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Posted by Massachusetts Legal Resources - February 22, 2018 at 4:04 pm

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James B. Nutter & Company v. Estate of Murphy, et al. (and two consolidated cases) (Lawyers Weekly No. 10-013-18)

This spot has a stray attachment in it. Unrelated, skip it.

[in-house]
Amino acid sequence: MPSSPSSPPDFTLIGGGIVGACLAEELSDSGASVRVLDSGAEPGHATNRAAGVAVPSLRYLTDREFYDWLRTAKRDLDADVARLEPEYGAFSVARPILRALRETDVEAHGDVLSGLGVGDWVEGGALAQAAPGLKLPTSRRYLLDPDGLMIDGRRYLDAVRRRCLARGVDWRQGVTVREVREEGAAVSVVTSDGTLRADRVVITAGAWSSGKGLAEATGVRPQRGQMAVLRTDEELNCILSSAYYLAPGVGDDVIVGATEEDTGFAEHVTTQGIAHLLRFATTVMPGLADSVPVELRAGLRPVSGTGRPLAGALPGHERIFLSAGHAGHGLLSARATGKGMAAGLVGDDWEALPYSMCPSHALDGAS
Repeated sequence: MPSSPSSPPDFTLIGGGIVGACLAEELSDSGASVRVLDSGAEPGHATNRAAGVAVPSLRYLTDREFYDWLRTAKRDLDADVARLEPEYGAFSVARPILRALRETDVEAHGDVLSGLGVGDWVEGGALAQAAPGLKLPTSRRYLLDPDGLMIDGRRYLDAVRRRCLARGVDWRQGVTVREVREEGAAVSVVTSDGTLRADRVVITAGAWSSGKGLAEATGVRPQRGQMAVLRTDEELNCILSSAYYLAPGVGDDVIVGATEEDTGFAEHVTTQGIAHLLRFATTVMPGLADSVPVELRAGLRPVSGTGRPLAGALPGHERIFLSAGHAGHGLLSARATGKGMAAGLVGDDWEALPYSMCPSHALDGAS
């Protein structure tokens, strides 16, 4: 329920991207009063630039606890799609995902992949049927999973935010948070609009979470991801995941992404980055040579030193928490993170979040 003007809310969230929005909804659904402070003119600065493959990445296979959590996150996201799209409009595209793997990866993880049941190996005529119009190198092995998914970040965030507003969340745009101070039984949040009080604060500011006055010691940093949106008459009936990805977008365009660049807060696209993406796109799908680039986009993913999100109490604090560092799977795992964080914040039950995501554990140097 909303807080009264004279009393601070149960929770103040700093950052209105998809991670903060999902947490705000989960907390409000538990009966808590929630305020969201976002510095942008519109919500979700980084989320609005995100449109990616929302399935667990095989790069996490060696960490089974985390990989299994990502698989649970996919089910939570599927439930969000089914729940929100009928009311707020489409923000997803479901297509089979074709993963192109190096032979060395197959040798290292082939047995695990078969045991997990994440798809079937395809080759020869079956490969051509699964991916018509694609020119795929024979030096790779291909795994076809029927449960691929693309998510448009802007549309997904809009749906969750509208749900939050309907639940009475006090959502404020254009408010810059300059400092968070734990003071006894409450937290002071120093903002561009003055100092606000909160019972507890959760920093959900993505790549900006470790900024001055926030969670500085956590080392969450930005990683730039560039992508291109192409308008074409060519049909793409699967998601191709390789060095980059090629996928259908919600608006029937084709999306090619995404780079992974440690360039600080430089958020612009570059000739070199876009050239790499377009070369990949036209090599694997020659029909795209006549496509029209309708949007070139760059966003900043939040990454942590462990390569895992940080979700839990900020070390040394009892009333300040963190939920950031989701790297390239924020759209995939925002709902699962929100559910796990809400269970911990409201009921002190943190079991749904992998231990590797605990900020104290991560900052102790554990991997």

NOTICE:  All slip opinions and orders are subject to formal revision and are superseded by the advance sheets and bound volumes of the Official Reports.  If you find a typographical error or other formal error, please notify the Reporter of Decisions, Supreme Judicial Court, John Adams Courthouse, 1 Pemberton Square, Suite 2500, Boston, MA, 02108-1750; (617) 557-1030; SJCReporter@sjc.state.ma.us   SJC-12325   JAMES B. NUTTER & COMPANY  vs.  ESTATE OF BARBARA A. MURPHY & others[1] (and two consolidated cases[2]).       Suffolk.     October 2, 2017. – January 18, 2018.   Present:  Gants, C.J., Lenk, Gaziano, Lowy, Budd, Cypher, & Kafker, JJ.     Mortgage, Foreclosure.  Real Property, Mortgage.       Civil actions commenced in the Land Court Department on October 27, 2015; January 28, 2016; and February 11, 2016, respectively.   A motion for partial judgment on the pleadings was heard by Robert B. Foster, J., and the cases were reported by him to the Appeals Court.   The Supreme Judicial Court on its own initiative transferred the cases from the Appeals Court.     Daniel Bahls (Uri Strauss also present) for Brett Jamieson. Effie Gikas Tchobanian for the plaintiff. Elaine Benkoski, for Estate of Barbara A. Murphy & others, was present but did not argue.     GANTS, C.J.  In 2007 and 2008, three elderly homeowners obtained loans from James B. Nutter & Company (Nutter), secured by reverse mortgages on their homes.  A few years later, two of the borrowers died; the third took ill and could no longer live in her home.  Alleging default, Nutter now seeks to foreclose on the mortgages.  Rather than proceed directly to foreclosure, however, Nutter brought separate actions in the Land Court against each borrower or the executors of their estate,[3] seeking in each case a declaratory judgment allowing it to foreclose pursuant to the statutory power of sale. Each of the reverse mortgages adhered to Nutter’s standard form, which states in paragraph 20 that, in the event of default, “[l]ender may invoke the power of sale and any other remedies permitted by applicable law.”  The issue we must resolve is whether this language in the reverse mortgage incorporates the statutory power of sale as set forth in G. L. c. 183, § 21, and allows Nutter to foreclose on the mortgaged property in accordance with the requirements in § 21.  We hold that it does. Background.  1.  Reverse mortgages.  For many retirees, one of the most reliable potential sources of income in later life is the accrued equity in their homes.  See Consumer Financial Protection Bureau, Issue Brief:  The costs and risks of using a reverse mortgage to delay collecting Social Security, at 8 (2017).  In order to secure cash for their living expenses, many […]